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Re: Re: Re: VMs: Further investigatio of folio f1r

Hello Jeff,  you wrote:

Yes I saw this too. You need to run a lot of different tests though to see the structure fully. It took me months to put together the necessary tools.

---  Come to think of it, our different tools are mostly telling us what the VM cannot be, which is of course some help too, while on the other hand there are not too many tools that can help us to get closer to the solution, not mentioning the fact we are running out of possibilities. Well, it does not look like, judging by the  traffic of this conference :-), but truly, the best linguists and cryptographers so far failed mainly because we have here three unknown variables: the script, the language and possibly the coding. Is there any way out which would help us to establish at  least one of those three?

--- Now let's get into the mind of the author, who - one thing we are all almost positive about - wanted to conceal the text, that is the content of the text (that applies even for the hoax :-). He didn't care that it looked	strange or  maybe he wanted it to  look strange :-)?  Hardly, unless it was a hoax. That's why I do not think Roger Bacon Bacon wrote it: he already had enough problems with his superiors and strange script would certainly attract the unwanted attention,  not talking  about those  naked women :-). Bein g intelligent, he would probably choose something less conspicuous, say like Francis Bacon binary cipher with steganography.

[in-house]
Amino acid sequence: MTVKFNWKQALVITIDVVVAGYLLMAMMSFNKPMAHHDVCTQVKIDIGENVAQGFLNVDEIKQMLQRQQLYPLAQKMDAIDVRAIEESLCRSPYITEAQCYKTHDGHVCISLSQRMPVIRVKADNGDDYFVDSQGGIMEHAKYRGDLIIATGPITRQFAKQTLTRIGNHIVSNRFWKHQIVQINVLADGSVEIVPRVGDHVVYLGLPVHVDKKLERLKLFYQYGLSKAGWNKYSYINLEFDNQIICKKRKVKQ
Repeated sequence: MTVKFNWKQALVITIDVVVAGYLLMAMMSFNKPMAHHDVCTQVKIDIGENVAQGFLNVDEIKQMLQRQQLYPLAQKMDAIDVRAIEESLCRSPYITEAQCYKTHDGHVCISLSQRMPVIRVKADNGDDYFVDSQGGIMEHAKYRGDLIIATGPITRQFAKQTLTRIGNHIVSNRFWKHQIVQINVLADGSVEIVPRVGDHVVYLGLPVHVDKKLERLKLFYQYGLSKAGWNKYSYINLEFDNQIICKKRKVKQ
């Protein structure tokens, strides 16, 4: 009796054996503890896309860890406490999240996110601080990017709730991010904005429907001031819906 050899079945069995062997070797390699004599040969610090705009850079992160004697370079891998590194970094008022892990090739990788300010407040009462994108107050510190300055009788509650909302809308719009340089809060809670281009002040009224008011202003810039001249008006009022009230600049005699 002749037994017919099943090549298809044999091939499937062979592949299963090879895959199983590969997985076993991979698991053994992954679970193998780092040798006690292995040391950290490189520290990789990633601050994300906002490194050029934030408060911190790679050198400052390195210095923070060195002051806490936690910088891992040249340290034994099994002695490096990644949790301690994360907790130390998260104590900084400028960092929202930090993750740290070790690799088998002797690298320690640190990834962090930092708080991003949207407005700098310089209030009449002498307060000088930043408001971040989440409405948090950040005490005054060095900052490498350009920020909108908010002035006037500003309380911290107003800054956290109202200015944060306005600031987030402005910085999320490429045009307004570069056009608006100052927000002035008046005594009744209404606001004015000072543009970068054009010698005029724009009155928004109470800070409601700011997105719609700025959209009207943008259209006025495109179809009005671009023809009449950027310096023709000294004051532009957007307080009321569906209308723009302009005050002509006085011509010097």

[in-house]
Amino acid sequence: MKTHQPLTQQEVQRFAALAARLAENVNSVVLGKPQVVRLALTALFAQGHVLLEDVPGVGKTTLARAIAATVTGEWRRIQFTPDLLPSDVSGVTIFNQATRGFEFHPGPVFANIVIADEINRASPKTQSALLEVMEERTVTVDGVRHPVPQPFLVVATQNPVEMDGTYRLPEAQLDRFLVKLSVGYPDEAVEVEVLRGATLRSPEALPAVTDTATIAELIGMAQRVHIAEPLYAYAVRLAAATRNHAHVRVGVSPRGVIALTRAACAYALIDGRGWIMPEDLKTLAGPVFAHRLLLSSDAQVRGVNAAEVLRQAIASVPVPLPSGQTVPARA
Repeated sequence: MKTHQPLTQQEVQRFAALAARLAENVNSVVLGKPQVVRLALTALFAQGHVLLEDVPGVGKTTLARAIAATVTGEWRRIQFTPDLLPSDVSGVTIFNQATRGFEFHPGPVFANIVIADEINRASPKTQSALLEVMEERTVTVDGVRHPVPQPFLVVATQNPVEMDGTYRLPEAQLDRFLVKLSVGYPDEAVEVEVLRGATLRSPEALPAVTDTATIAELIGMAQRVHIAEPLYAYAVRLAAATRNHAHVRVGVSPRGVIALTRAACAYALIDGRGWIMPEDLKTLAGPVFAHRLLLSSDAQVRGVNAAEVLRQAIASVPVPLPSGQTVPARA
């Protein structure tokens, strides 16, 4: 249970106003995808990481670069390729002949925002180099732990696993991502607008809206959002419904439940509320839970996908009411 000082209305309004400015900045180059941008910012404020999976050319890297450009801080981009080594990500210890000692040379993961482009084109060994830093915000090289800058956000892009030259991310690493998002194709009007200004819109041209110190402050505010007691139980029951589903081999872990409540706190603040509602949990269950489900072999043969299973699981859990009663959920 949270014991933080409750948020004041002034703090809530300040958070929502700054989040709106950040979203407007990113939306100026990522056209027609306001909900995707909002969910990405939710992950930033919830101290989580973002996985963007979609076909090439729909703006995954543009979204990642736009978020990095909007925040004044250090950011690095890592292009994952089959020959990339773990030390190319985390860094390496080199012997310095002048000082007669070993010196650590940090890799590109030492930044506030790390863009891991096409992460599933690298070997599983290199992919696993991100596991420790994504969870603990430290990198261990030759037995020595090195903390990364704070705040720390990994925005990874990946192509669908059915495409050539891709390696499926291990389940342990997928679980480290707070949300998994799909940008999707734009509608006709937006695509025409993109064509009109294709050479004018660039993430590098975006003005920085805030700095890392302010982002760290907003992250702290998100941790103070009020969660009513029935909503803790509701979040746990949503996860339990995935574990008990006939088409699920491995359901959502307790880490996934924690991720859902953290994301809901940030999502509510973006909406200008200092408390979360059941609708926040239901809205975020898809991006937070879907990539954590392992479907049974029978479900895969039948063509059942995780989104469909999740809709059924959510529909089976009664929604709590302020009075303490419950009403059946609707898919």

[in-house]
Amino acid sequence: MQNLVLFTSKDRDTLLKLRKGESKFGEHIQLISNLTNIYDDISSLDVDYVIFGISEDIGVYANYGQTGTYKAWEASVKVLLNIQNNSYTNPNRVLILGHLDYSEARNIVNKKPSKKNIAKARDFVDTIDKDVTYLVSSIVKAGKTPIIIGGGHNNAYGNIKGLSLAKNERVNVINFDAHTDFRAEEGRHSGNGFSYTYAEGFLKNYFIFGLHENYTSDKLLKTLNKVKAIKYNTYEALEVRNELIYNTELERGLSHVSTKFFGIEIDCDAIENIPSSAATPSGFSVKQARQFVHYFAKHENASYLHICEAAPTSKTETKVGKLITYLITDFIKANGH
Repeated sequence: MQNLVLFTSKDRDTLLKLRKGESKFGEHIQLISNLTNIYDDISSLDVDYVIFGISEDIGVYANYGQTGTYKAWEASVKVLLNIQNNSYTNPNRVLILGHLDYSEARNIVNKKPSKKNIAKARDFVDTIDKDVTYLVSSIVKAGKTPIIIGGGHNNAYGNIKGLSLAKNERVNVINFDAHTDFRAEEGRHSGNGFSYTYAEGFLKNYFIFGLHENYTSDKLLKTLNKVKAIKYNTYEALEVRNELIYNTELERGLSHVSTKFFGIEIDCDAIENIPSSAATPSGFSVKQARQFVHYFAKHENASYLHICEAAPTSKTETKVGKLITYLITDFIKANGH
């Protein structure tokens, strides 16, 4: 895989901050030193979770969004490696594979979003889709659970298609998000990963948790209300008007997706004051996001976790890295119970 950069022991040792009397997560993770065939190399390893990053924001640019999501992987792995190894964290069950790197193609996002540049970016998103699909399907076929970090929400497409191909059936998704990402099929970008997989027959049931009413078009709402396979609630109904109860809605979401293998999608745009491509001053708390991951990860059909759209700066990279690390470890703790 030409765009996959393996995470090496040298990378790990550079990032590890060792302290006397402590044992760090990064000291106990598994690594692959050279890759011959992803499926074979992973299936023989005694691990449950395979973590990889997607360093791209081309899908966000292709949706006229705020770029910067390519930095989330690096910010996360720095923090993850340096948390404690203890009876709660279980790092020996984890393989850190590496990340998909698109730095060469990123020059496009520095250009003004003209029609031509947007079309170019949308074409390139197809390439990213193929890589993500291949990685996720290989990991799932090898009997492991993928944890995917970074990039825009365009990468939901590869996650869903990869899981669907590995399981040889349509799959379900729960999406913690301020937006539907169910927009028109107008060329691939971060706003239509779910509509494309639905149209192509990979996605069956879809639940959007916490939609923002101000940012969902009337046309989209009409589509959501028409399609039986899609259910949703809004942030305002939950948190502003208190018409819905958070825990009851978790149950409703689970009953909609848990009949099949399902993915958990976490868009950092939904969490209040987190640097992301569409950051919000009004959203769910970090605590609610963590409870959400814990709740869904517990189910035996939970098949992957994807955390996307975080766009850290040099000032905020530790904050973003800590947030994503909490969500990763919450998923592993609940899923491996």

--- But why would the author use  strange script (or we should call it rather "scripting", since we do not know if it is one-to-one thing :-) AND strrange language AND maybe even cipher? The most questionable is the use of rather strange natural language, unless it was his own. As far as artificial language, I do not see any point there: who else could be then able to read it? It would be like the whole unknown code-book. So it is highly possible that the language USED was the one known to author and probably even to us. Again, the linguists cannot establish what language it was because none did  fit so far. Neither can cryptographers establish the cipher or code, not getting solution  in any known language. 

---So there must be still something else and now we are really getting deep into the jungle. With all due respect to the VM  author, the complexity could not be that high, provided that it was written to be read by somebody who should be able to figure it out only with pen and paper. So what it was it that eluded the solution for so long and made us so blind? I know this is mainly philosophical question, but here are only two answers: a) it is something we half-checked and discarded, or b) something completely new. Comparing it with military messages, which supposedly need only 500 letters so they can be able to be cracked down (I believe that applies for monoalphabetic cipher, known language and no code),   the VM author gave us generously plenty of ammunition for statistic evaluation, for observing certain rules and work it out. Still, the high quantity here does not mean that much - doesn't it tell us something?

... One interesting thing: while there are meny methods published for solving the substitution ciphers, there are only few for transposition ciphers and ac tually quite cumbersome ( see Lanaki lectures on Net On the other hand). Stuill, those are the  most underestimated ciphers and in complex form very difficult to solve (especially if we do not know the language). Cobinations go to high factorials and that's why they are used more and more in computer communications. 

Best regards.  Jan  

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